Intraoperative and postoperative hypotension are associated with myocardial and kidney injury and 30-day mortality
Intraoperative blood pressure is measured frequently, but blood pressure on surgical wards is usually measured only every 4 to 6 h
In adults recovering from abdominal surgery, continuous blood pressure recording with a noninvasive monitor revealed that both hypotension and hypertension were common, prolonged, and profound
Many of these events were not detected by the routine intermittent vital-sign assessments at 4-h intervals
Intraoperative and postoperative hypotension are associated with myocardial and kidney injury and 30-day mortality. Intraoperative blood pressure is measured frequently, but blood pressure on surgical wards is usually measured only every 4 to 6 h, leaving long intervals during which hypotension and hypertension may be undetected. This study evaluated the incidence and severity of postoperative hypotension and hypertension in adults recovering from abdominal surgery and the extent to which serious perturbations were missed by routine vital-sign assessments.
Blood pressure was recorded at 1-min intervals during the initial 48 h in adults recovering from abdominal surgery using a continuous noninvasive monitor. Caregivers were blinded to these measurements and depended on routine vital-sign assessments. Hypotension and hypertension were characterized as time under and above various mean arterial pressure thresholds.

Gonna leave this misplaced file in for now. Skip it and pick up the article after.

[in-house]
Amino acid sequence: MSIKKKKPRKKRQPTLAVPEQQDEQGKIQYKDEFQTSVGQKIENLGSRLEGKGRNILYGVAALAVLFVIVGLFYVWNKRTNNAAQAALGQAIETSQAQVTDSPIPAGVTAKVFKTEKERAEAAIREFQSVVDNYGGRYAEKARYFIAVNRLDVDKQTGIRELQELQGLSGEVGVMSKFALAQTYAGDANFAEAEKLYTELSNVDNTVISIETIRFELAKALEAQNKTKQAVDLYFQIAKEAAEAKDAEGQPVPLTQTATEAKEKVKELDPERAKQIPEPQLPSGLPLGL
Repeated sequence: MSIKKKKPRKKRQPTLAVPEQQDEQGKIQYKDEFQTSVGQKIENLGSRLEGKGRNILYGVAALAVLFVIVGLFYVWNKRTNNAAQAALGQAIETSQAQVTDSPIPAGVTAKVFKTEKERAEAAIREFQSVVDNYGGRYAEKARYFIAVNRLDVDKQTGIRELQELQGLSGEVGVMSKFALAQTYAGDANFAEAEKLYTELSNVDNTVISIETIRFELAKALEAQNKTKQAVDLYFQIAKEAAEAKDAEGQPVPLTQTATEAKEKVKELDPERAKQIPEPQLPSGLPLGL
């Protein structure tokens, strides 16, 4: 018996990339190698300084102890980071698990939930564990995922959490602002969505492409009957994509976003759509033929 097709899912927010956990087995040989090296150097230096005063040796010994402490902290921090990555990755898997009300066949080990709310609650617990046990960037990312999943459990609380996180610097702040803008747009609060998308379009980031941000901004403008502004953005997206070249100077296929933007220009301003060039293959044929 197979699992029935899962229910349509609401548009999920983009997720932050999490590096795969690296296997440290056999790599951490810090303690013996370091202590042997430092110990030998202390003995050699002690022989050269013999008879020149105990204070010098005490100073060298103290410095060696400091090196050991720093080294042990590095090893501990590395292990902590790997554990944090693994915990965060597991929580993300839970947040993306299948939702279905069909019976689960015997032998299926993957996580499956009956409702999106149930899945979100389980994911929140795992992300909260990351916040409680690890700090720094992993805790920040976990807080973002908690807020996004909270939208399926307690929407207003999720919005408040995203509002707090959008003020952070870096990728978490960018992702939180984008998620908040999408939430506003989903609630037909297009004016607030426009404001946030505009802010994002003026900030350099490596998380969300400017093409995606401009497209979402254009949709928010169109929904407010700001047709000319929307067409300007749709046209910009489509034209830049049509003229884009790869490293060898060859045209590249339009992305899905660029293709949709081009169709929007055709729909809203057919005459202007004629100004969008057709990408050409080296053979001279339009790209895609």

Of 502 available patients, 312 patients with high-quality records were analyzed, with a median measurement time of 48 [interquartile range: 41, 48] postoperative hours. Nearly a quarter experienced an episode of mean arterial pressure of less than 70 mm Hg lasting at least 30 min (24%; 95% CI, 20%, 29%), and 18% had an episode of mean arterial pressure of less than 65 mm Hg lasting at least 15 min. Nearly half the patients who had mean arterial pressure of less than 65 mm Hg for at least 15 min (47%; 95% CI, 34%, 61%) were undetected by routine vital-sign assessments. Episodes of mean arterial pressure greater than 110 mm Hg lasting at least 30 min were observed in 42% (95% CI, 37%, 48%) of patients; 7% had mean arterial pressure greater than 130 mm Hg for at least 30 min, 96% of which were missed by routine assessments. Episodes of mean arterial pressure less than 65 mm Hg and mean arterial pressure greater than 110 mm Hg captured by routine vital-sign assessments but not by continuous monitoring occurred in 34 and 8 patients, respectively.
Postoperative hypotension and hypertension were common, prolonged, profound, and largely undetected by routine vital-sign assessments in a cohort of adults recovering from abdominal surgery. Frequent or continuous blood pressure monitoring may detect hemodynamic perturbations more effectively and potentially facilitate treatment.
Preventable intraoperative mortality is now rare, but cardiac and respiratory complications are common on surgical wards and are largely unpredictable.1–3 Postoperative mortality also remains common, at about 2% among inpatients at least 45 yr of age.4,5 Myocardial injury is the leading cause of attributable death during the initial 30 postoperative days, with 94% of injury occurring during the initial 2 postoperative days.4,5 Intraoperative, ward, and critical care unit hypotension is strongly associated with myocardial injury, acute kidney injury, stroke, and mortality.1,6–9 Similarly, postoperative hypertension is common and associated with increased risk of bleeding, myocardial injury, and stroke.10–14